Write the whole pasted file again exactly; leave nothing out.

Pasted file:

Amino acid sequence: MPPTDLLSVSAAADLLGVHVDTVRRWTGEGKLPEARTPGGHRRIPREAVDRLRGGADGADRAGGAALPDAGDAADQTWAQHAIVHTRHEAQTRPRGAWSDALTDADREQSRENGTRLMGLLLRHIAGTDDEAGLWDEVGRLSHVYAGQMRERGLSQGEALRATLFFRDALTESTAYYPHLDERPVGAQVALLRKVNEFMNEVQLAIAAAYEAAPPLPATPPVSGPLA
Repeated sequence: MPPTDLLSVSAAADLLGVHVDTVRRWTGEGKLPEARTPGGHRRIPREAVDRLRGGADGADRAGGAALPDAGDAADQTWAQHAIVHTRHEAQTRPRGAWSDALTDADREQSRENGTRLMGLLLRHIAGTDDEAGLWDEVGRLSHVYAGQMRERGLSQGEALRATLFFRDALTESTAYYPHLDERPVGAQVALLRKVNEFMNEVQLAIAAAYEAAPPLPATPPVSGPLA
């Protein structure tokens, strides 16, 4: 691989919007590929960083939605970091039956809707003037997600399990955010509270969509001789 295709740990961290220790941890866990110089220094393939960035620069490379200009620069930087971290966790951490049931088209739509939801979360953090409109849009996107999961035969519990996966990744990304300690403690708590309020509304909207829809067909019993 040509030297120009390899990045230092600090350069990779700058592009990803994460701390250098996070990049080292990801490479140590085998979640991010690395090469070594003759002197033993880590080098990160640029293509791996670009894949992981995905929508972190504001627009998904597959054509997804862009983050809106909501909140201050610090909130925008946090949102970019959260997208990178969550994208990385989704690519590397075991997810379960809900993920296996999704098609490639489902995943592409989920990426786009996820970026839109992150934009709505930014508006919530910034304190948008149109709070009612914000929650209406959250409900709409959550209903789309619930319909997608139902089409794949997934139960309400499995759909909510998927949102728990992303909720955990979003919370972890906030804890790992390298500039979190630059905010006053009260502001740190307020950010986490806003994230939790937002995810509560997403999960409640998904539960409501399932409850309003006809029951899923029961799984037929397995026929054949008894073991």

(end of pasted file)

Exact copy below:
Amino acid sequence: MPPTDLLSVSAAADLLGVHVDTVRRWTGEGKLPEARTPGGHRRIPREAVDRLRGGADGADRAGGAALPDAGDAADQTWAQHAIVHTRHEAQTRPRGAWSDALTDADREQSRENGTRLMGLLLRHIAGTDDEAGLWDEVGRLSHVYAGQMRERGLSQGEALRATLFFRDALTESTAYYPHLDERPVGAQVALLRKVNEFMNEVQLAIAAAYEAAPPLPATPPVSGPLA
Repeated sequence: MPPTDLLSVSAAADLLGVHVDTVRRWTGEGKLPEARTPGGHRRIPREAVDRLRGGADGADRAGGAALPDAGDAADQTWAQHAIVHTRHEAQTRPRGAWSDALTDADREQSRENGTRLMGLLLRHIAGTDDEAGLWDEVGRLSHVYAGQMRERGLSQGEALRATLFFRDALTESTAYYPHLDERPVGAQVALLRKVNEFMNEVQLAIAAAYEAAPPLPATPPVSGPLA
């Protein structure tokens, strides 16, 4: 691989919007590929960083939605970091039956809707003037997600399990955010509270969509001789 295709740990961290220790941890866990110089220094393939960035620069490379200009620069930087971290966790951490049931088209739509939801979360953090409109849009996107999961035969519990996966990744990304300690403690708590309020509304909207829809067909019993 040509030297120009390899990045230092600090350069990779700058592009990803994460701390250098996070990049080292990801490479140590085998979640991010690395090469070594003759002197033993880590080098990160640029293509791996670009894949992981995905929508972190504001627009998904597959054509997804862009983050809106909501909140201050610090909130925008946090949102970019959260997208990178969550994208990385989704690519590397075991997810379960809900993920296996999704098609490639489902995943592409989920990426786009996820970026839109992150934009709505930014508006919530910034304190948008149109709070009612914000929650209406959250409900709409959550209903789309619930319909997608139902089409794949997934139960309400499995759909909510998927949102728990992303909720955990979003919370972890906030804890790992390298500039979190630059905010006053009260502001740190307020950010986490806003994230939790937002995810509560997403999960409640998904539960409501399932409850309003006809029951899923029961799984037929397995026929054949008894073991």